‘LET’S NOT beat about the bush. I’ve been had. A reporter in search of a story has, not for the first time,fallen foul of an excess of enthusiasm, credulousness, and someone’s idea of a good joke.
Last week, a story by me appeared in The Independent, saying that police were trying to close down an internet site that carried pictures of a man eating a dismembered baby. There was a suggestion, which I reported, that this gave credence to claims of ritual or Satanic abuse, including human sacrifice, which have been the subject of fierce controversy for more than a decade.
It turns out, as several readers have brought to our attention with notable glee, that the pictures on the Californian website show, not human sacrifice, but a Chinese performance artist who has been shocking audiences in the Far East with his images of cannibalism. Distasteful as his pictures will seem to most people, they are not evidence of Satanic abuse. So here I am eating humble pie. I apologise for misleading readers about the proper context of the pictures (which was unknown to me).
I was contacted a fortnight ago by Valerie Sinason, a child psychotherapist who has, almost single-handedly, kept alive the notion that some children in Britain have been the victims of ritual or Satanic abuse for more than a decade. She has, she says, 51 adult patients who are survivors of child abuse and who, during therapy, have disclosed details suggesting that the abuse had ritual elements.
I was well aware of Ms Sinason’s controversial background and have myself been a skeptic about Satanic abuse since the first allegations were made in the late 1980s. I visited Rochdale in 1990, one of the alleged centres of the practice along with Nottingham and Orkney, and concluded in a piece I wrote for the Sunday Correspondent that the most likely explanation for the strange goings-on could be found on the horror shelves of the local video store.
However, I decided to take Ms Sinason’s evidence at face value and check it. I accessed the website and there, sure enough, was a man apparently eating a dead baby. I spoke to the police officer she put me in touch with – Detective Inspector Clive Driscoll – and he gave me some bloodcurdling quotes about murder and human sacrifice and said a senior forensic pathologist who had examined the pictures considered the dismembered baby to be real.
Eight years later, DCI Driscoll contacted the S.A.F.F. to set the record straight on the mythical baby-eater:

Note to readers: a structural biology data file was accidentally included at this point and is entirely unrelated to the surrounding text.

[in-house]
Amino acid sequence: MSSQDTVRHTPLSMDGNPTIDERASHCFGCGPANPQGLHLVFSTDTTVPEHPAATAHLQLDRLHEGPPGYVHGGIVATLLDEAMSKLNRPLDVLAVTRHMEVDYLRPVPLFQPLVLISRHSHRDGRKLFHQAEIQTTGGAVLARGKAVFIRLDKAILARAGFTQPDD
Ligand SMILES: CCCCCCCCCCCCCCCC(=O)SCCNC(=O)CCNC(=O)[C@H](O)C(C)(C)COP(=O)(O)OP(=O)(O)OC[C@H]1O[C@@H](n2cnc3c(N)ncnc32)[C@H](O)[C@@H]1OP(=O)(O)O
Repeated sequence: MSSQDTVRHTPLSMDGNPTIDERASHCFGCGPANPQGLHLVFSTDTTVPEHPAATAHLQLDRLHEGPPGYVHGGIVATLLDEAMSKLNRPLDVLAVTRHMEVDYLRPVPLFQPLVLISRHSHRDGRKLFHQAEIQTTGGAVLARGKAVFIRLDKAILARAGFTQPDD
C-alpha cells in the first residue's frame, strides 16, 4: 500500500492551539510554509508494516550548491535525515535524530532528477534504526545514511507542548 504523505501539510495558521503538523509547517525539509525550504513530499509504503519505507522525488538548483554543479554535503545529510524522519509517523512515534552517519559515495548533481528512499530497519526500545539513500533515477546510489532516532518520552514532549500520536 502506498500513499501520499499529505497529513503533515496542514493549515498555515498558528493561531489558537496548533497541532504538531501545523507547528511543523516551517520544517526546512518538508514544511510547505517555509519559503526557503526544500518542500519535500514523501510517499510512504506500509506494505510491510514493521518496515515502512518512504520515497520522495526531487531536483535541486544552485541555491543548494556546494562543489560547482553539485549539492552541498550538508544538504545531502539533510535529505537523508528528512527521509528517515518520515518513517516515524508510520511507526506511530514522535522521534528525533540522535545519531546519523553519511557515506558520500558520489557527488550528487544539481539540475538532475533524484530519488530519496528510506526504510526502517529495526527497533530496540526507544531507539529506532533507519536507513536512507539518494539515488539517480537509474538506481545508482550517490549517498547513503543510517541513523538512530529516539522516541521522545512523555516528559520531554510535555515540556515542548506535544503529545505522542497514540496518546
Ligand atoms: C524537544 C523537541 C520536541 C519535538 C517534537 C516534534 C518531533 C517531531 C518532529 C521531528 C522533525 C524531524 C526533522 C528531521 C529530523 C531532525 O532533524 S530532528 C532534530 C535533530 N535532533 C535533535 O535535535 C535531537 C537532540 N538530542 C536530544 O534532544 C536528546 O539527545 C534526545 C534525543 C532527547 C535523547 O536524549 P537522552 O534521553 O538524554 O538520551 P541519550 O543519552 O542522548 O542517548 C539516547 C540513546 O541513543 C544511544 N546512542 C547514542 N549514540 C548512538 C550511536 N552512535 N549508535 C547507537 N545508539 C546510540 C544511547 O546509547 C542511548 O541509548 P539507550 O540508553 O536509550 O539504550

“The article within the independent is not accurate. I most certainly was attached for 18 months to Ms Sinneson (sic) clinic as an advisor. This was part of the MPS strategy to make sure we listened to victims at all levels. The male featured eating the young child is a behavioural (sic) artist from China, he admitted the child was real and the reason he had posed as eating parts of the child was for artistic purpose. I must confess this art is lost on me. The advice I gave to the journalist was until I know how the child died It was a Crime Scene. The journalist later apologised to me. I accepted that apology.”
Attachment, Trauma and Multiplicity, take 2
When Valerie Sinason published the second edition of her book Attachment, Trauma and Multiplicity in late 2010, she devoted an entire chapter to none other than DCI Driscoll.
He describes Dr Joan Coleman, founder of RAINS, noting that she was “adamant the type of ceremony that had been described to police was a religious ceremony that she knew well and that had been reported to her many times by many adults who gave information of events that took place when they were children”. And he talks a bit more about his secondment to the Tavistock Clinic to work with Dr Sinason:
Keep in mind that this took place in 2000, six years after Jean La Fontaine had written her government-commissioned report, The Extent and Nature of Organised and Ritual Abuse, which roundly debunked the existence of Satanic ritual abuse in the UK. Clearly the news had not seeped down to the police yet.
And lest we think that ex-DCI Driscoll’s linkages with Dr Sinason are a thing of the past, it seems he has now joined her on the seminar circuit:And what right-thinking police officer looking for a few extra CPD credits would not be drawn to a talk featuring a well-respected senior officer such as DCI Driscoll?
We rest our case.